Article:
At Northeast Wisconsin Technical College (NWTC), new Campus Manager April Konitzer is stepping into uncharted territory as she takes over for the recently retired Cheryl Tieman.
The COVID-19 pandemic has put the educational world into a state of uncertainty, with parents and students weighing education, finances and health in ways they’ve never had to before. Many are bristling at the idea of investing tens of thousands of dollars for a college experience that’s likely to be far different from the one they applied for. Schools such as NWTC are grappling with similar safety concerns from students, but it may also benefit from the climate of financial uncertainty.
“We’re getting some inquiries from university students thinking about taking classes here this fall rather than returning to their school,” she said. “Wisconsin has a great system for allowing students to transition from one system to another.”
NWTC has announced that its campuses will be open this fall, with classes beginning Aug. 7, and room is still available in many courses. To help ease financial concerns for prospective students, the school is offering a no-risk enrollment program: Students may register for classes, and if they decide not to continue at any point during the first week of classes, they can get a 100 percent reimbursement of their fees.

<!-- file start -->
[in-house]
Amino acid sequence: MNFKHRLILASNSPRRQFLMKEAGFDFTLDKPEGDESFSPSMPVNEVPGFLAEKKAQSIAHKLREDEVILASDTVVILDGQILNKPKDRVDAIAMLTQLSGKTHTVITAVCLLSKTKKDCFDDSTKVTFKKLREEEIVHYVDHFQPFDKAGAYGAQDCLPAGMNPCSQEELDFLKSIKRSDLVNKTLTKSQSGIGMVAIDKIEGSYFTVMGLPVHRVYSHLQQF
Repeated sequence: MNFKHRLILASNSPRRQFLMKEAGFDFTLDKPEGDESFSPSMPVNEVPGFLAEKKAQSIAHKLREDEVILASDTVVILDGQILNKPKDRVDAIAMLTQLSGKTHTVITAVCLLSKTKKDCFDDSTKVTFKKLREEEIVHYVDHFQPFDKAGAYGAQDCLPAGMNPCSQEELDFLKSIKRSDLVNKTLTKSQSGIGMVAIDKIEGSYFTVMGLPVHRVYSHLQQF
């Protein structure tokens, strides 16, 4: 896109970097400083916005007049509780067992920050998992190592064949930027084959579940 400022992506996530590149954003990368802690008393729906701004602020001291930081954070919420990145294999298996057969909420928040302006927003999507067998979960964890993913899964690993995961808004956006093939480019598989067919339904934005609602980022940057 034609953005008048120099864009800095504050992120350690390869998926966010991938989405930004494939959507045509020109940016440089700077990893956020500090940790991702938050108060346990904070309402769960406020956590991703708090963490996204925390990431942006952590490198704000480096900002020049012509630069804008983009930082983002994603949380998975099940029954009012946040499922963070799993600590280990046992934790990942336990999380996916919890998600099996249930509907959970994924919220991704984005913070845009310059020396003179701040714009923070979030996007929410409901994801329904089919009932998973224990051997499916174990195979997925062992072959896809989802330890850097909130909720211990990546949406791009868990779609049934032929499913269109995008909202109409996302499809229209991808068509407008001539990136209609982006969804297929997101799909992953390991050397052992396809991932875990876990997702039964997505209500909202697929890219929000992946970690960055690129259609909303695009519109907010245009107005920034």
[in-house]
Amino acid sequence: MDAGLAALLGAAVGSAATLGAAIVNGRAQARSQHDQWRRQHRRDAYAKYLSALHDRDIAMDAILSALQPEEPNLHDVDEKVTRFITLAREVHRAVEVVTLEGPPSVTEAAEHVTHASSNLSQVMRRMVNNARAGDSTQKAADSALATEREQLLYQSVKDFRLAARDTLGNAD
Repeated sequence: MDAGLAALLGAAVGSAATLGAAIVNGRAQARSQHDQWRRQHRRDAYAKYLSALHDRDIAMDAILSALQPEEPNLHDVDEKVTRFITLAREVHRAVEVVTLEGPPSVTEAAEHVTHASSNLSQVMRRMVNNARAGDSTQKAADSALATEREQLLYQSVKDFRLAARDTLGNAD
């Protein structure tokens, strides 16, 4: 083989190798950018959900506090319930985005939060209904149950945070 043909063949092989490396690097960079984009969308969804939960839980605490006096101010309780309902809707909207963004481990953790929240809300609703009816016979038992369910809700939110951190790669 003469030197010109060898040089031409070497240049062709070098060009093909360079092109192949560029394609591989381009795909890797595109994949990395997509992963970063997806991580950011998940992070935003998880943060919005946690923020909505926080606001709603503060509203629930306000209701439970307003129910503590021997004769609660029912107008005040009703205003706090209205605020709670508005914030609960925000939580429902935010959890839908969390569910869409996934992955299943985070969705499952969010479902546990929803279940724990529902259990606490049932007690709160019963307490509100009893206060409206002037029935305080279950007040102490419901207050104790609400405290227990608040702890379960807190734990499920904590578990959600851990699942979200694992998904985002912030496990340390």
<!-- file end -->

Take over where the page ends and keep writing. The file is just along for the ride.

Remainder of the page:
Konitzer is confident the school can provide a safe environment.
“We’re investing in a substantial cleaning practice to take care of rooms and spaces before and after [they’re used],” Konitzer said. “And we’re requiring masks on campus.”
She said the school is fortunate to have staff members with backgrounds in HVAC systems, which have come under greater scrutiny as scientists have come to believe that airborne transmission of the COVID-19 virus could be driving large outbreaks.
“We’ve spent the summer analyzing our HVAC system,” Konitzer said. “One of the benefits of being hands on [is that] we have to have different HVAC systems for students to work on.”
Konitzer said staff members will be rotated through the facilities on different schedules so the entire staff is not on campus at one time; Plexiglas barriers have been installed where needed; and class sizes will be limited to help ensure student and faculty safety.
“Many of our programs – like gas, diesel and welding – lend themselves to social distancing already,” Konitzer said.